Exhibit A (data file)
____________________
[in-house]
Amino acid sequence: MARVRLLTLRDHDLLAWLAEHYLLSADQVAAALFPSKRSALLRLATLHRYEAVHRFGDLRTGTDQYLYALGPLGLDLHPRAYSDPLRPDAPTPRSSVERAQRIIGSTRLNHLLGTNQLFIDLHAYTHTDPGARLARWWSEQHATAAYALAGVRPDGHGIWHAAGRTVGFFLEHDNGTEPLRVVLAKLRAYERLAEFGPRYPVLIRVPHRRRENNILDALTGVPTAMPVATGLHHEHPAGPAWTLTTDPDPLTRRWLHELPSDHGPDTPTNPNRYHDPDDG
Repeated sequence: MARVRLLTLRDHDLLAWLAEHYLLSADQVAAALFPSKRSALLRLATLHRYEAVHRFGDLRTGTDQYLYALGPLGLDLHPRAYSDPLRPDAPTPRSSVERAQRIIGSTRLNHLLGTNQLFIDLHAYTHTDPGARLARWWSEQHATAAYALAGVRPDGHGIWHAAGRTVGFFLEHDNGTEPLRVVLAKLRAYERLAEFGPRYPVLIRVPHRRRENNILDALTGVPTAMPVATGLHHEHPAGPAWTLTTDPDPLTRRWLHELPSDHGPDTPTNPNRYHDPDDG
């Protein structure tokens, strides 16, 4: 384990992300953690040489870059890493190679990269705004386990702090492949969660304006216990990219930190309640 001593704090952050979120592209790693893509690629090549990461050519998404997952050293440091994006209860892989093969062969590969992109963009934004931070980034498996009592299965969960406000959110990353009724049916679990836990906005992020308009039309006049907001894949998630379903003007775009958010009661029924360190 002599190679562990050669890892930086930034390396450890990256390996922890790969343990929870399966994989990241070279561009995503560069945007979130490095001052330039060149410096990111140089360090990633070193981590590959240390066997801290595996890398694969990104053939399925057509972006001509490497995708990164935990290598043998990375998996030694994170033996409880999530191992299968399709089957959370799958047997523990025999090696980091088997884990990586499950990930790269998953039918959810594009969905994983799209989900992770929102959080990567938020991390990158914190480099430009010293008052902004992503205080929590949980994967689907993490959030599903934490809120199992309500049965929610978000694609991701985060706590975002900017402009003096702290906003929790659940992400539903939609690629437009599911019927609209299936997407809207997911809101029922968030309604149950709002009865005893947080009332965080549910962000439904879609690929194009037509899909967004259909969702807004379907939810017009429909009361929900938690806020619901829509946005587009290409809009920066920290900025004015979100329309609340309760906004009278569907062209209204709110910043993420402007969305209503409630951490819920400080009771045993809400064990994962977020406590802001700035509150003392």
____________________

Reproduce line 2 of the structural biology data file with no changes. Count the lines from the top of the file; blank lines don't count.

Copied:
Amino acid sequence: MARVRLLTLRDHDLLAWLAEHYLLSADQVAAALFPSKRSALLRLATLHRYEAVHRFGDLRTGTDQYLYALGPLGLDLHPRAYSDPLRPDAPTPRSSVERAQRIIGSTRLNHLLGTNQLFIDLHAYTHTDPGARLARWWSEQHATAAYALAGVRPDGHGIWHAAGRTVGFFLEHDNGTEPLRVVLAKLRAYERLAEFGPRYPVLIRVPHRRRENNILDALTGVPTAMPVATGLHHEHPAGPAWTLTTDPDPLTRRWLHELPSDHGPDTPTNPNRYHDPDDG